Silk Road aside, the biggest current risk of Bitcoin is uncertainty surrounding its future, which depends largely on the number of active users and accepting merchants. Since Bitcoins cannot currently be used to purchase many things directly,6 most users and merchants will convert them back into a fiat currency of choice. Conversion from fiat currency to Bitcoin and back again most regularly happens using an exchange. If exchanges begin to be more systematically regulated, as they are in the United States, then their use can be more closely monitored and controlled (Hoskinson 2013). Bitcoin users, however, can transact, buy, and sell outside of these exchanges, so not everyone will be monitored. The global nature of the Bitcoin network also needs to be considered. Many developing countries lack the regulatory framework or the capacity to track this new type of financial innovation. The largest Bitcoin exchange, for example, is now located in China.7 However, China’s central bank recently barred financial institutions from handling Bitcoin transactions (Bloomberg News 2013).

The fluctuation of Bitcoin’s value also adds to its risk. Bitcoin is not pegged to any real-world currency. Its value is determined by supply and demand and trust in the system. Following the closure of the underground market Silk Road in October 2013, the value of Bitcoin dropped from $139 to $109 in less than three hours and bottomed out at $99 (Mattise 2013). This has led to Bitcoin being used more as a speculative investment tool than a currency or payment system. While there are now estimated to be 93,000 transactions per day, the majority of Bitcoins (around 55 percent) are not in circulation (Schrade 2013). Bitcoins are also not immune to fraud. As of November 2013, approximately 800,000 Bitcoins have been stolen (Schrade 2013). Since all Bitcoin transactions are irrevocable, there is no recourse for users who suspect they are or have been the victim of fraud. One can argue that consumers now have a choice: either pay higher fees for services that offer chargeback services in the case of fraud or pay lower fees for services with little to no recourse.

Implications for the Unbanked

The current realities of Bitcoin mean it is still a long way off from reaching the unbanked. Only the financially included can access the Bitcoin system through the necessary digital connections to the Internet. The average transaction size to date is around $2,000. But as with so many cutting-edge innovations, time will tell whether the benefits of Bitcoin can eventually impact mainstream populations around the world, and perhaps even those at the base of the pyramid. Advocates of the virtual currency believe that Bitcoin’s peer-to-peer architecture and low barriers to entry will lead to the creation of a generation of innovative financial services, in much the same way as the Internet’s open architecture led to new online services (Lee 2013). Proponents argue that Bitcoin provides a much cheaper and quicker payment system than what is currently available, especially for international transfers. That may be so, but it is also possible that five years from now Bitcoin will have disappeared or been replaced by other types of virtual or cryptocurrencies.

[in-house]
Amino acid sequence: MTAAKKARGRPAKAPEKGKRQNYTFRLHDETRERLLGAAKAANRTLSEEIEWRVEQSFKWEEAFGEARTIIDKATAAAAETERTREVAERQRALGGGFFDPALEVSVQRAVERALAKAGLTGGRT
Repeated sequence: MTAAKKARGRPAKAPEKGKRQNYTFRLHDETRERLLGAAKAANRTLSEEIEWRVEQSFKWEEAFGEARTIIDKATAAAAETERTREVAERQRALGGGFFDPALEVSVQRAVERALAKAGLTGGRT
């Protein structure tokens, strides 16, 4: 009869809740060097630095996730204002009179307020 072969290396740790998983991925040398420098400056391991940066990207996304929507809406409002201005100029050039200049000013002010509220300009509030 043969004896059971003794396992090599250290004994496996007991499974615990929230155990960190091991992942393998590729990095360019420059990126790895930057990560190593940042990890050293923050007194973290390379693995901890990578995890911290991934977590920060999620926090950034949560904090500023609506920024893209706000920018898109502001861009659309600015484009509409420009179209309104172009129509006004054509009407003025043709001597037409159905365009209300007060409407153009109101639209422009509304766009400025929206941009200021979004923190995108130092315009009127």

There is more clarity around e-money, with mounting evidence that it has brought previously excluded people into the formal financial system. Regulators and policy makers should take care not to confuse e-money with virtual currencies like Bitcoin and, in so doing, retract on the regulatory progress that has enabled e-money systems to flourish under risk-based proportionate regulation. E-money should continue to be regulated proportionately based on the size and nature of e-money transactions, continuing to open access to the formal financial system for many of the world’s unbanked.

 
  • 1.    European Central Bank (2012) provides an excellent overview of virtual currencies, including two case studies on Bitcoin and Second Life’s Linden Dollars.
  • 2.    There are 210,000 10-minute increments over four years; therefore, the award is halved after 210,000 blocks have been written into the block chain. During the first four years of the Bitcoin network when the reward was 50 Bitcoins, 10.5 million Bitcoins were created (210,000 multiplied by 50 Bitcoins).
  • 3 .    The European Commission Electronic Money Directive (2009/110/EC). http://ec.europa.eu/internal_market/payments/emoney/text/index_en.htm
  • 4.    The article claimed that Kipochi (a Kenya-based Bitcoin wallet accessible via mobile phones) launched a product that allowed people in Africa to send and receive Bitcoins. Several statements in the article were misleading. It referred to Kipochi as being able to “convert [Bitcoins] to and from the Kenya currency M-PESA” (Spaven 2013). M-PESA is not a Kenyan currency, but simply a service that allows users to send e-money through an e-money account accessed through the mobile phone. M-PESA is not affiliated with Bitcoin, and there is no integration of the systems. Safaricom does not permit the sale and purchase of Bitcoins using M-PESA.
  • 5.    Interestingly, a Silk Road 2.0 website emerged just a month after the shutdown of the original website (Eha 2013).
  • 6 .    One estimate is that fewer than 1,500 merchants accept Bitcoin globally (Schrade 2013).
  • 7 .    Hearing “Beyond Silk Road—Potential Threats, Risks, and Promises of Virtual Currency” on 18 November 2013 (statement of Jeremy Allaire), testimony before the Senate Homeland Security and Governmental Affairs Committee, http://www.hsgac.senate.gov/hearings/beyond-silk-road-potential-risks-threats-and-promises-of-virtual-currencies.